Distracted Driving

Last updated: March 25, 2019

What Does Distracted Driving Mean?

Distracted driving refers to driving while also engaged in another activity. Engaging in any non-driving activity increases the risk of being involved in a motor vehicle crash.

Safeopedia Explains Distracted Driving

Distracted driving is a major cause of workplace motor vehicle crashes, which are the leading cause of worker fatalities in the United States. Depending on the jurisdiction, employers may have a legal responsibility to prevent their workers from using cellphones and other devices while driving.

In the United States, employers are required to have a clear and enforced policy that prohibits texting while driving. Furthermore, employers who make workers feel as though texting while driving is a practical necessity of their job are in violation of the OSHA Act.

Distracted driving is broken up into three categories: visual (distracted eyes), manual (distracted hands), and cognitive (distracted mind). Texting while driving is considered particularly dangerous because it involves all three types of distraction. Under U.S. federal law, drivers of commercial vehicles (e.g. buses or large trucks) are not allowed to use a handheld device while driving. Federal employees are specifically prohibited from texting while driving under U.S. Department of Transportation law, and general bans on texting while driving have been passed in the majority of the states in the U.S..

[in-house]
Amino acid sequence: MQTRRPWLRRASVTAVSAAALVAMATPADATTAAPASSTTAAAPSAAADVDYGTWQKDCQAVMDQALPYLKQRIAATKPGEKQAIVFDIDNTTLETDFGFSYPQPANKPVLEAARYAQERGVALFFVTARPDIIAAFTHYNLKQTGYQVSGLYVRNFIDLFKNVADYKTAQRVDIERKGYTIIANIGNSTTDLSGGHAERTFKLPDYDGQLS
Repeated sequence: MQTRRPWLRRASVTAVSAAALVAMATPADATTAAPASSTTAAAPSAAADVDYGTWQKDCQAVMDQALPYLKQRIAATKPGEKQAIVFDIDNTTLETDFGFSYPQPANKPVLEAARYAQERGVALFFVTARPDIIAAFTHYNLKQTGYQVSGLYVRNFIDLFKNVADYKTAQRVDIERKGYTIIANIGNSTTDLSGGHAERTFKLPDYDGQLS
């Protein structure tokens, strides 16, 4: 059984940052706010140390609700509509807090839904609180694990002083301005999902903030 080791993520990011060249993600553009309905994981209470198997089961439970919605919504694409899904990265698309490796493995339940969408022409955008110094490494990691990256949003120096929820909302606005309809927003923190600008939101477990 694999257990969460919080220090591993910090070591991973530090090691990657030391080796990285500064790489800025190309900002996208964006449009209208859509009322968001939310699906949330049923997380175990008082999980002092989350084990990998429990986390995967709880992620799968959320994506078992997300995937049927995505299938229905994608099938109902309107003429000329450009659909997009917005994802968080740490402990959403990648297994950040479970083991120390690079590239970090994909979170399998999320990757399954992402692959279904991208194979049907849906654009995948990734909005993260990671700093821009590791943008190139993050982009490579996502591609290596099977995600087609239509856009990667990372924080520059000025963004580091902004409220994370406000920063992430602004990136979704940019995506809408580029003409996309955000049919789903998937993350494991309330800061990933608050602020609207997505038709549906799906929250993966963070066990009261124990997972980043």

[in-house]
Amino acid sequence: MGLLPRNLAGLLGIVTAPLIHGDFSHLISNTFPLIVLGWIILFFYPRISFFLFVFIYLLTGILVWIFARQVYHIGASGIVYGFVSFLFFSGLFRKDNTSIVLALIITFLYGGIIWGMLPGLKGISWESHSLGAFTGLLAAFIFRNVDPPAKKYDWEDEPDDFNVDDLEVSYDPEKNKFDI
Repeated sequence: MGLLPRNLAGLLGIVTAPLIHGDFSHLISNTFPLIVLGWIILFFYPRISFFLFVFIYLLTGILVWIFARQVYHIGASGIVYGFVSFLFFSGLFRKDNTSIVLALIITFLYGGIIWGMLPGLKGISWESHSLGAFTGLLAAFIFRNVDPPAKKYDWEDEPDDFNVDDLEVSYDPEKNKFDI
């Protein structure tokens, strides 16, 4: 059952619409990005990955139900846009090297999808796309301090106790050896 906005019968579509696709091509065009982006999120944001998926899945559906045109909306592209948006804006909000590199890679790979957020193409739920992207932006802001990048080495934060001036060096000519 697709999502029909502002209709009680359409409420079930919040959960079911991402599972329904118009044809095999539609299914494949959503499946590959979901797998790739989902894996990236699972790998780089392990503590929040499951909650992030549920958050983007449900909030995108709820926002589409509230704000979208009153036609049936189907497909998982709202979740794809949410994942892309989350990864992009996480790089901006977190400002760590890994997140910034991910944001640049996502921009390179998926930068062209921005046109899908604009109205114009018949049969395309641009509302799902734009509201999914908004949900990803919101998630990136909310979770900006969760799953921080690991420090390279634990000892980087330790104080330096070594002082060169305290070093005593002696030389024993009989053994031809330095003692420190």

OSHA considers distracted driving to be a major hazard and has previously engaged in public awareness campaigns related to the issue. At least one study has shown that drivers at work are more likely to engage in distracted driving behavior such as the use of cellphones. The average employer cost of non-fatal injury crashes at work involving distraction is $72,442. The National Institute of Occupational Safety and Health (NIOSH) recommends that employers create distracted driving policies in order to reduce this risk.


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